In a majority opinion by Justice Breyer, the Supreme Court held that state-issued license plates are government property and that the messages and ideas conveyed on those license plates constitute government speech. The First Amendment does not require states to allow controversial or objectionable messages and images (in this case, a picture of the confederate battle flag) on its specialty license plates. Just as the government cannot force a private organization to express a view with which it disagrees, a private individual or organization cannot force the government to express a view with which it disagrees.
Ohio v. Clark (June 18, 2015)
In a majority opinion by Justice Alito, the Supreme Court held that statements made by a young child to his teacher concerning physical abuse by his mother’s boyfriend were not “testimonial” within the meaning of Crawford v. Washington. Therefore, the Confrontation Clause of the Sixth Amendment did not bar introduction of the out-of-court statements at trial, even though the young child did not testify.
Brumfield v. Cain (June 18, 2015)
In a majority opinion by Justice Sotomayor, the Supreme Court held that an intellectually impaired defendant who was sentenced to death in Louisiana was entitled to a hearing on his low-IQ claim under Atkins v. Virginia. The Court concluded that the Louisiana state court’s rejection of the defendant’s request for an evidentiary hearing in accordance with Atkins was unreasonable under the Antiterrorism and Effective Death Penalty Act (“AEDPA”). He was therefore entitled to a hearing on the merits of his claim on habeas corpus review in the U.S. District Court.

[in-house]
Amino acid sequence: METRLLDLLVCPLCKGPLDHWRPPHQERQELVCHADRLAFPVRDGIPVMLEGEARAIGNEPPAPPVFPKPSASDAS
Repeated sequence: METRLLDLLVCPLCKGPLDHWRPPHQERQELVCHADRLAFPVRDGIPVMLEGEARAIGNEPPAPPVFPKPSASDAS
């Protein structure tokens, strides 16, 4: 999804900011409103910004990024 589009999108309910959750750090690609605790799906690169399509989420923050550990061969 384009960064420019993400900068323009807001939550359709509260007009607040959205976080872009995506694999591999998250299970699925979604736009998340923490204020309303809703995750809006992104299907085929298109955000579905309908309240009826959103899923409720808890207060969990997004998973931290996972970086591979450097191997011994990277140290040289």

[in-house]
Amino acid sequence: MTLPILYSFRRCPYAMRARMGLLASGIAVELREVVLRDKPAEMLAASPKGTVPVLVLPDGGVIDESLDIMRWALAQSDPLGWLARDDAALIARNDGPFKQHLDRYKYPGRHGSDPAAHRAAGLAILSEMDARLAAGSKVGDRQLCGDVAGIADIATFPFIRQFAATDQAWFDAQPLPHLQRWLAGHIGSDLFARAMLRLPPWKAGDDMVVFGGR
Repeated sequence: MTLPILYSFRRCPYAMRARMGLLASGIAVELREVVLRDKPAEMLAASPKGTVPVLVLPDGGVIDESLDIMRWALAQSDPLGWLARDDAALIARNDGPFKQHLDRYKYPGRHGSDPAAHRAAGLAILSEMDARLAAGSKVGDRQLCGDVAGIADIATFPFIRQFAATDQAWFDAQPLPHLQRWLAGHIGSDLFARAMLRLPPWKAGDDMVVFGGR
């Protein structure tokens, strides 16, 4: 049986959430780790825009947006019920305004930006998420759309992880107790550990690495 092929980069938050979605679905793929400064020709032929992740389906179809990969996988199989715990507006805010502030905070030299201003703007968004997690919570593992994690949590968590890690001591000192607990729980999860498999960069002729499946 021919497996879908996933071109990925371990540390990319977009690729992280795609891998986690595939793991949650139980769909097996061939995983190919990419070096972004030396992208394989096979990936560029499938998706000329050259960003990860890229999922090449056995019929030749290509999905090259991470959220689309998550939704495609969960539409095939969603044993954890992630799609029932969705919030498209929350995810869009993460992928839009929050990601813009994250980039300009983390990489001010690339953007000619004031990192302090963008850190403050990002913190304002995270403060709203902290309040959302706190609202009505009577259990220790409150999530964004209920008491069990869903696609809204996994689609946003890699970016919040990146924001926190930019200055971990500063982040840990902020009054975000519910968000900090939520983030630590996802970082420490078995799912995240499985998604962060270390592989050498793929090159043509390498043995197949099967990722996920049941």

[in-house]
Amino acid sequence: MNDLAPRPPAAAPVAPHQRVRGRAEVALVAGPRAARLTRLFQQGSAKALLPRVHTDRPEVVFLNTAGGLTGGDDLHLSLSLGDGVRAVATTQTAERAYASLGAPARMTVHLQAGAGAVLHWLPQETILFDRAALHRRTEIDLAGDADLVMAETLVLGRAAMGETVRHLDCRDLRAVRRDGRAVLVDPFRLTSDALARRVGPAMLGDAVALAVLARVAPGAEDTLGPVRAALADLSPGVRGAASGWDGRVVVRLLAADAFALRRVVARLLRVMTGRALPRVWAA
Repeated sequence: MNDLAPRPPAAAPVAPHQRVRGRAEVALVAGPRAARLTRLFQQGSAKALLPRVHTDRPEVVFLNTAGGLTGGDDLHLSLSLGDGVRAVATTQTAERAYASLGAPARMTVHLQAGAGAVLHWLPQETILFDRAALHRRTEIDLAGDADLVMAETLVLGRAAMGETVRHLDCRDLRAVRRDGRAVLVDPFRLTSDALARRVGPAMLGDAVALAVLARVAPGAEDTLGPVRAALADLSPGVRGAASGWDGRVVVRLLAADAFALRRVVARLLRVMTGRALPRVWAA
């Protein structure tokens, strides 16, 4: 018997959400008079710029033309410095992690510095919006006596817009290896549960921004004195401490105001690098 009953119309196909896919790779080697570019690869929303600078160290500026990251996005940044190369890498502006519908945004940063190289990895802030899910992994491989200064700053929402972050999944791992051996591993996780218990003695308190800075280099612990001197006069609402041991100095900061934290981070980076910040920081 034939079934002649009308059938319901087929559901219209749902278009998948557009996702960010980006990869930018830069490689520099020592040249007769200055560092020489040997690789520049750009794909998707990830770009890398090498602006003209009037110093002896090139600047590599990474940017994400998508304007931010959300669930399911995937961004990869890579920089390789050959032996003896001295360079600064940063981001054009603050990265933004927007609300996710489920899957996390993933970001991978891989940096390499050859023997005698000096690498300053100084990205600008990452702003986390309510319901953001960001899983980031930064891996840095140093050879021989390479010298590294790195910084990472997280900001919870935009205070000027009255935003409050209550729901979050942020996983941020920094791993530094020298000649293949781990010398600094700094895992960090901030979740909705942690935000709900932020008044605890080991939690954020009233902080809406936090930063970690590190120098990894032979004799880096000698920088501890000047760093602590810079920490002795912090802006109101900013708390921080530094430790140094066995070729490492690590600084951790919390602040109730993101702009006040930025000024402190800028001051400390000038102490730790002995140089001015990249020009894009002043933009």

Horne v. Department of Agriculture (June 22, 2015)
In a majority opinion by Chief Justice Roberts, the Supreme Court held that the Takings Clause of the Fifth Amendment applies equally to real and personal property. It is a Fifth Amendment taking, requiring just compensation, when the Department of Agriculture orders raisin growers to turn over a certain percentage of their raisin crop to the government.
Kingsley v. Hendrickson (June 22, 2015)
In a majority opinion by Justice Breyer, the Supreme Court held that in order to support a claim of excessive force under 42 U.S.C. § 1983, a pretrial detainee only needs to show that the force used against him or her was objectively unreasonable, not that the officer subjectively knew the force was excessive. This is an objective standard that must be assessed from the perspective of a reasonable officer on the scene at the time.
City of Los Angeles v. Patel (June 22, 2015)